OP: 「talking」 by KANA-BOON
「白い面会」 (Shiroi Menkai)
Meh, exposition is overrated anyway.
This anime would be my first experience with Mori Hiroshi’s acclaimed mystery novel Subete ga F ni Naru: The Perfect Insider; I picked up coverage for it based on its credentials, its staff, and an interest in its premise. So I stepped into this pilot knowing very little about it, and came out of it knowing only a bit more. I imagine that those who did even less background reading than I—those just casually browsing TV channels, for example, or those checking out new shows on a whim—would have emerged from the first episode of Subete ga F ni Naru positively baffled. There was no real attempt to explain the setting, the time(s), or even the characters, who pop in at random intervals with neither pomp nor circumstance. Who are they? What do they do? Subete ga F ni Naru very deliberate dodges those questions. Such would be the trend of the entire episode. It starts with a framing device (that never makes clear exactly what it’s framing) and ends with… well, it just ends. Both the OP and the ED are largely metaphors that we’re probably not expected to understand yet (and there’s really nothing like the dancing OP to disguise what your show is about). We are, essentially, starting in media res, in the middle of the action, though action in this case is mostly dialogue and the daily life of a nerd in a room. But hey, look, a gaudy red sports car! That thing sticks out in so many ways.
We are provided with plenty of information, though, just not much context to go with it. Nishinosono Moe (Tanezaki Atsumi) is the daughter of a wealthy family (butler!) who’s bad with hot drinks. Saikawa Souhei (Kase Yasuyuki) is part of some research lab at some university who both smokes and philosophises far too much. We are shown a fair deal, and it’s difficult to process it all at the moment. For example, why is it important to know that Souhei is bad with eyedrops? Why the conspicously cracked coffee pot? Why mushrooms? It could be not all, or even any, of these details will end up relevant (or are perhaps deliberate red herrings), but it is the way of mystery stories to invite speculation about miniscue. Actually, if Subete ga F ni Naru was not billed as a mystery to begin with, I would have been hard pressed to definitively say it was one at this point. This pilot spends much of its time establishing characters, and the thrust of the plot will have to be revealed later. We only know that this Dr Magata Shiki (Kido Ibuki), the subject of imagery and flashbacks, will likely be integral to it. Genius programmer, self-styled recluse, parricide—if there’s a mystery in Subete ga F ni Naru so far, it’s her.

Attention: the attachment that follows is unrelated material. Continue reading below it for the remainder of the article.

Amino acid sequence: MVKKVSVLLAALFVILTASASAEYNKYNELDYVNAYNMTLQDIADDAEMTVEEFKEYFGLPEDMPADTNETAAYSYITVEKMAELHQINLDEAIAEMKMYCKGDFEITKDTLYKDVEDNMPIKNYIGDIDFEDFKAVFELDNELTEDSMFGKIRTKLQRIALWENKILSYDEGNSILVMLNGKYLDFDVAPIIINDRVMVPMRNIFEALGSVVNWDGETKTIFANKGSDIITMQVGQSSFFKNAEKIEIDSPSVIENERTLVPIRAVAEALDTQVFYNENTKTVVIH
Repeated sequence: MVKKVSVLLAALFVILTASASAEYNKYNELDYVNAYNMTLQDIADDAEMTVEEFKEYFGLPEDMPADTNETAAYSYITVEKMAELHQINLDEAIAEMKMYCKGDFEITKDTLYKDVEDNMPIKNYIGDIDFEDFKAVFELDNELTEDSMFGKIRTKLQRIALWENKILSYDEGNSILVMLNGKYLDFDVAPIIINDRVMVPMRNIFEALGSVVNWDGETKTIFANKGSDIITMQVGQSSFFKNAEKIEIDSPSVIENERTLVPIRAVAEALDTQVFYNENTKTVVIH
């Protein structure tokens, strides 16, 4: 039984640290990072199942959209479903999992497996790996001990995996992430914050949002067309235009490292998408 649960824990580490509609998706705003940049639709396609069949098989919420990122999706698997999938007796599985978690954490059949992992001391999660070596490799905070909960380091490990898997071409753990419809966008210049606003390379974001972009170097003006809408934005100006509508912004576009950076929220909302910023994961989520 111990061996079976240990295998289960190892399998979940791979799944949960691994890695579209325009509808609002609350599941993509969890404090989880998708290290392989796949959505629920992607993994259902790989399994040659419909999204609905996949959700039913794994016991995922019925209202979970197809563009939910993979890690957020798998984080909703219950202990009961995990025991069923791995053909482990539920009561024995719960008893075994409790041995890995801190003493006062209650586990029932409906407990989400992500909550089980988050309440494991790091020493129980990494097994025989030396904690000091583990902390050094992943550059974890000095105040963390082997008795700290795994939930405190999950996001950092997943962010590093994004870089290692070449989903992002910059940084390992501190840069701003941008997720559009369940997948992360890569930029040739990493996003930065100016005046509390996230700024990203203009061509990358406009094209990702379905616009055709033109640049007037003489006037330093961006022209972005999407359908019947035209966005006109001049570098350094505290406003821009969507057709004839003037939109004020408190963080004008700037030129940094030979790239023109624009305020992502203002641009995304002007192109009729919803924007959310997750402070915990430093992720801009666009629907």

Looking ahead i.e. I have no idea
That certainly was an interesting way to start. I don’t know how Mori Hiroshi wrote the original Subete ga F ni Naru, but would it have been like this? No narration, no inner monologue, only dialogue, though helped by the fact that Moe says plainly what she thinks, or is otherwise very easy to read. And there’s certainly a lot buried in the dialogue, heavy with philosophy (they don’t waste time getting to the big questions about self and identity), technical details (‘Dr Magata is really smart and here is exactly why’) and titbits about character (why the maths quiz for Moe during the video-conference? Probably 1. to be cryptic 2. to reinforce that she’s quite intelligent). Positively, even with the dialogue focus the visuals look pretty good (if but a bit drab, but that’s likely a deliberate palette choice), with sufficiently detailed art and crisp animation when needed. I’m guessing this would have been what Owarimonogatari would have been like if they had played it straight.
I’m reluctant to guess at how Subete ga F ni Naru will proceed with its plot for now, because it has put a fair amount of work in building an enigma around itself, which is the main draw so far. The issue of Dr Magata killing her parents will certainly crop up again; she was not guilty by reason of mental impairment or something, but there’s many ways to plead that (by the talk of a ‘doll’, I’d hazard a guess for automation). And since the title (Everything Becomes F) seems to be a reference to the F key on your beyboard’s home row, and since there are also to the references to programming in both the story and the ED, computing will probably be a major motif. Otherwise, without knowledge of the original text, I can only speculate.
I have high hopes; the key thing to note, above all I’ve said, is that this pilot has been overall interesting, enough to hook even with a rather obscured bait (more a breadcrumb trail thus far). That’s a worthy start. And Bach’s Cello Suite No. 1 also reminded me of Hyouka, which is definitely a good vibe. There really aren’t enough good mysteries in anime, and a dedicated, long-game one like Subete ga F ni Naru is bound to be a treat. I think the staff know what they’re doing. I’m looking foward to seeing this mystery pan out then come together.
ED: 「ナナヒツジ」 (Nana Hatsuji) by シナリオアート (Scenarioart)